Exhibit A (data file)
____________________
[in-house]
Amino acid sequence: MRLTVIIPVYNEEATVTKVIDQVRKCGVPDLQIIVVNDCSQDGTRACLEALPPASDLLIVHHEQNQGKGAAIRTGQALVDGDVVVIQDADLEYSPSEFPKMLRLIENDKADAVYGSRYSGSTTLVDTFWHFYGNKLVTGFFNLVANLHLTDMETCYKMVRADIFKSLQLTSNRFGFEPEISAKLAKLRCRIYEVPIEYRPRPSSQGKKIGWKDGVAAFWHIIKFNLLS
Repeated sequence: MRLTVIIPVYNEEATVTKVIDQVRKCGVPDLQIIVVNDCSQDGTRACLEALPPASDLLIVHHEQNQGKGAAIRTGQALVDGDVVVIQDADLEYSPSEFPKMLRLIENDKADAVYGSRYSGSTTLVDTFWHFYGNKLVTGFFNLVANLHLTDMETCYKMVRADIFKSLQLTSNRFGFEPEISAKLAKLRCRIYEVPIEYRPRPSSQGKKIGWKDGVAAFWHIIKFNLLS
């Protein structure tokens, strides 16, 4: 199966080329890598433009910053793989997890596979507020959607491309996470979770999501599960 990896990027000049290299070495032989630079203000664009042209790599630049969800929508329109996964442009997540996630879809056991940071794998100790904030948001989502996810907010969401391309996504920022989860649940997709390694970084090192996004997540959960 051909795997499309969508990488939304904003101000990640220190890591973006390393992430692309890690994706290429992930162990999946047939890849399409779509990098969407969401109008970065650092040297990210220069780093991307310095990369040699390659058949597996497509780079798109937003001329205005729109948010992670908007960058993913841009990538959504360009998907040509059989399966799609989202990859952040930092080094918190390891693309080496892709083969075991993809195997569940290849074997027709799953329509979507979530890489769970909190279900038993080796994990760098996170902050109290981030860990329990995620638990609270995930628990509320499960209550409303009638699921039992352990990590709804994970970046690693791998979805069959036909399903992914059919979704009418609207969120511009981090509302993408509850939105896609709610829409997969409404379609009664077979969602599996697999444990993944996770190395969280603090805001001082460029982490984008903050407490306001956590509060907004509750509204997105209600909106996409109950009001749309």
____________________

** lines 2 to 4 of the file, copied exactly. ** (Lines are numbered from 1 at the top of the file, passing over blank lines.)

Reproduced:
Amino acid sequence: MRLTVIIPVYNEEATVTKVIDQVRKCGVPDLQIIVVNDCSQDGTRACLEALPPASDLLIVHHEQNQGKGAAIRTGQALVDGDVVVIQDADLEYSPSEFPKMLRLIENDKADAVYGSRYSGSTTLVDTFWHFYGNKLVTGFFNLVANLHLTDMETCYKMVRADIFKSLQLTSNRFGFEPEISAKLAKLRCRIYEVPIEYRPRPSSQGKKIGWKDGVAAFWHIIKFNLLS
Repeated sequence: MRLTVIIPVYNEEATVTKVIDQVRKCGVPDLQIIVVNDCSQDGTRACLEALPPASDLLIVHHEQNQGKGAAIRTGQALVDGDVVVIQDADLEYSPSEFPKMLRLIENDKADAVYGSRYSGSTTLVDTFWHFYGNKLVTGFFNLVANLHLTDMETCYKMVRADIFKSLQLTSNRFGFEPEISAKLAKLRCRIYEVPIEYRPRPSSQGKKIGWKDGVAAFWHIIKFNLLS
């Protein structure tokens, strides 16, 4: 199966080329890598433009910053793989997890596979507020959607491309996470979770999501599960 990896990027000049290299070495032989630079203000664009042209790599630049969800929508329109996964442009997540996630879809056991940071794998100790904030948001989502996810907010969401391309996504920022989860649940997709390694970084090192996004997540959960 051909795997499309969508990488939304904003101000990640220190890591973006390393992430692309890690994706290429992930162990999946047939890849399409779509990098969407969401109008970065650092040297990210220069780093991307310095990369040699390659058949597996497509780079798109937003001329205005729109948010992670908007960058993913841009990538959504360009998907040509059989399966799609989202990859952040930092080094918190390891693309080496892709083969075991993809195997569940290849074997027709799953329509979507979530890489769970909190279900038993080796994990760098996170902050109290981030860990329990995620638990609270995930628990509320499960209550409303009638699921039992352990990590709804994970970046690693791998979805069959036909399903992914059919979704009418609207969120511009981090509302993408509850939105896609709610829409997969409404379609009664077979969602599996697999444990993944996770190395969280603090805001001082460029982490984008903050407490306001956590509060907004509750509204997105209600909106996409109950009001749309």